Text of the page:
CALIFORNIA | LOCAL
January 2, 2009 | Teresa Watanabe
In a bright, modern home in a Monterey Park neighborhood, three generations of a Japanese American family made way for the new year with an ancient tradition. A hundred pounds of glutinous rice had been soaking since the previous night. In the morning, the rice was drained, steamed and pounded into a soft, sticky mass.
ENTERTAINMENT
December 3, 2002 | MARY McNAMARA
Eleven years ago, the owners of Erewhon Natural Foods Market built the Taj Mahal of health food stores. Since 1968, the store had occupied the corner of Edinburgh and Beverly, and when it moved, the iconic weathered-redwood building left behind remained a hangout for granola heads -- first as the Nowhere Cafe, now as VP Discount Vitamins and Natural Foods. But the new Erewhon, a few blocks west, was something else again.
CALIFORNIA | LOCAL
November 4, 2002 | Patt Morrison, Times Staff Writer
Gray Davis, having wrapped up the Mammon part of the candidate's job, was catching up on the God bits, campaigning in East Oakland at Allen Temple Baptist Church, meeting with black ministers and community activists. Afterward, reporters tossed questions at Davis about allegations by Mark L. Nathanson, a former state coastal commissioner, that the governor egged him on to approve certain coastal projects for potential Davis donors.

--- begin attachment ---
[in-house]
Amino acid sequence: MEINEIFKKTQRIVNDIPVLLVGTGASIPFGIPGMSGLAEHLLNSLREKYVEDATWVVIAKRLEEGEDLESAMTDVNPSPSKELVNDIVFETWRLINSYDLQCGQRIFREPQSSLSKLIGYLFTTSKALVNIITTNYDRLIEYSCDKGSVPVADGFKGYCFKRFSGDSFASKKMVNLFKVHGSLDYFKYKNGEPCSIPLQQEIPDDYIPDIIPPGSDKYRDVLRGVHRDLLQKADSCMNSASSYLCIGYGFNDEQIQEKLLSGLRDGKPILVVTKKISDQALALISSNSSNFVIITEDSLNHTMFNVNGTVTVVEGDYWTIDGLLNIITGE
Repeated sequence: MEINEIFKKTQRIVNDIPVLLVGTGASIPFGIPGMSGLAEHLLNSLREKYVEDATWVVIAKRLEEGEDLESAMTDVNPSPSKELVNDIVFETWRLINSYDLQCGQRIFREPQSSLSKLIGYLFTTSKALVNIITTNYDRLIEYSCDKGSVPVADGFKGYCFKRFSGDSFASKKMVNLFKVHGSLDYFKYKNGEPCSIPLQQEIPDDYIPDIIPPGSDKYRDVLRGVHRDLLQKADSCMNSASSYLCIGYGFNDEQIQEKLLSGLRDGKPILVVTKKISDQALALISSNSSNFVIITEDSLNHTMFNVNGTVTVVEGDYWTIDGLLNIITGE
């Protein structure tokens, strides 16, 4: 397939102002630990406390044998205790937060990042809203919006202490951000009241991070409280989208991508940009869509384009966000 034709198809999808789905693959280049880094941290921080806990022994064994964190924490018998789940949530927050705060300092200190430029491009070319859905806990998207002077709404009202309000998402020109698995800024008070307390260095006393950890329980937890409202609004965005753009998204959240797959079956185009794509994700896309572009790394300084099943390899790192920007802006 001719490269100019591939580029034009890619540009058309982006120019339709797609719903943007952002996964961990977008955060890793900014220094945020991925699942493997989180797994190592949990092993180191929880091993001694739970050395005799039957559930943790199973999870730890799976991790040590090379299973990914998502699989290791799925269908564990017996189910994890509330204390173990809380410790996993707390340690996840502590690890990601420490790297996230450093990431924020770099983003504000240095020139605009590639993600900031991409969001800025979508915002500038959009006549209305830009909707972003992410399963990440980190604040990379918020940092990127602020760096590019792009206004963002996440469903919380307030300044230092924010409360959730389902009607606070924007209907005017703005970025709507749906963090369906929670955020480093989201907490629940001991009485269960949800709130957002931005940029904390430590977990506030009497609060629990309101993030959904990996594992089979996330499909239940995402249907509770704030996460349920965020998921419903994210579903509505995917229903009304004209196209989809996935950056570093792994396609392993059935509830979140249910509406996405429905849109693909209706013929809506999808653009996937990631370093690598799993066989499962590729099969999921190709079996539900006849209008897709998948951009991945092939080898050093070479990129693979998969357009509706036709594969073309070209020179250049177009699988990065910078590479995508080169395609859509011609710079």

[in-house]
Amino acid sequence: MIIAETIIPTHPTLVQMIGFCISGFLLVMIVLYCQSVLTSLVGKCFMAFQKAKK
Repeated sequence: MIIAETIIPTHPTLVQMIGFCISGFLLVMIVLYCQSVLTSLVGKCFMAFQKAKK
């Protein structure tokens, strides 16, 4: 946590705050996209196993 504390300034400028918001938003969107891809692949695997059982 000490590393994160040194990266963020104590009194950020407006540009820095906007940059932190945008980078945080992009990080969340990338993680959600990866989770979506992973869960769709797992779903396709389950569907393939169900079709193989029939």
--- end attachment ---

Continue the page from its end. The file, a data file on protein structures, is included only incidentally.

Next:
NEWS
July 18, 2002 | BARBARA HANSEN, TIMES STAFF WRITER
The greatest challenge in eating at All Family Restaurant may be finding it. If you can read Korean, no problem. You go to a mall on Crenshaw Boulevard just south of Olympic Boulevard and look for the shop with a red sign. The name does appear in English on the door, but it's too small to be seen from the parking lot. Then you can relax, because there's no language problem inside this plain little restaurant.
FOOD
August 14, 2002 | BARBARA HANSEN, TIMES STAFF WRITER
The splashy new Koreatown Galleria stands like a beacon signaling the entry to the heart of the Korean community in Los Angeles. This $33-million shopping plaza at Olympic Boulevard and Western Avenue gives perspective to what has been, for the most part, an undefined collection of mom-and-pop businesses along Olympic from Crenshaw Boulevard east to the 110 Freeway. The Galleria captures it all--shops, a market, bakeries and restaurants.